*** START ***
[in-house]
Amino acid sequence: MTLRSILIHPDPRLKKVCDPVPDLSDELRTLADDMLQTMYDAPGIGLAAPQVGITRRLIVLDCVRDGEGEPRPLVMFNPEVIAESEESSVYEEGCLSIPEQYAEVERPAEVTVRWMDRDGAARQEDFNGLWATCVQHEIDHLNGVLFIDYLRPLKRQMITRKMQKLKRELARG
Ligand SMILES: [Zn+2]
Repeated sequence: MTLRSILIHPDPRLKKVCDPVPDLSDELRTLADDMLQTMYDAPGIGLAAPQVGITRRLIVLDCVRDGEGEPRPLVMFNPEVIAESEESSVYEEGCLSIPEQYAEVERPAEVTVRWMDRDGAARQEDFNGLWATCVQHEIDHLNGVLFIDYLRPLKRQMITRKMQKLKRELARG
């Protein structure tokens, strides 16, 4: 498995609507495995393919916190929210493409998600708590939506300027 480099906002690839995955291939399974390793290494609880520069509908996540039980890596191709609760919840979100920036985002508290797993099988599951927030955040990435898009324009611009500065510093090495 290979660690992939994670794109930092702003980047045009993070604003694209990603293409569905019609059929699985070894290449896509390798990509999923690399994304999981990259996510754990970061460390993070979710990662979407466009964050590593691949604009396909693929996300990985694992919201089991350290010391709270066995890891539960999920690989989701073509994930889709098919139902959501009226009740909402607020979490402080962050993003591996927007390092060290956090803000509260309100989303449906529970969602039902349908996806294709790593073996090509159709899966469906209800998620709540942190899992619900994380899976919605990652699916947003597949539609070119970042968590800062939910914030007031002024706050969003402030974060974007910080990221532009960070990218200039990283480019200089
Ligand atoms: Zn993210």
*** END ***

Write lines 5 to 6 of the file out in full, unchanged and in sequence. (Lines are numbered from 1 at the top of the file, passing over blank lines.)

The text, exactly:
């Protein structure tokens, strides 16, 4: 498995609507495995393919916190929210493409998600708590939506300027 480099906002690839995955291939399974390793290494609880520069509908996540039980890596191709609760919840979100920036985002508290797993099988599951927030955040990435898009324009611009500065510093090495 290979660690992939994670794109930092702003980047045009993070604003694209990603293409569905019609059929699985070894290449896509390798990509999923690399994304999981990259996510754990970061460390993070979710990662979407466009964050590593691949604009396909693929996300990985694992919201089991350290010391709270066995890891539960999920690989989701073509994930889709098919139902959501009226009740909402607020979490402080962050993003591996927007390092060290956090803000509260309100989303449906529970969602039902349908996806294709790593073996090509159709899966469906209800998620709540942190899992619900994380899976919605990652699916947003597949539609070119970042968590800062939910914030007031002024706050969003402030974060974007910080990221532009960070990218200039990283480019200089
Ligand atoms: Zn993210």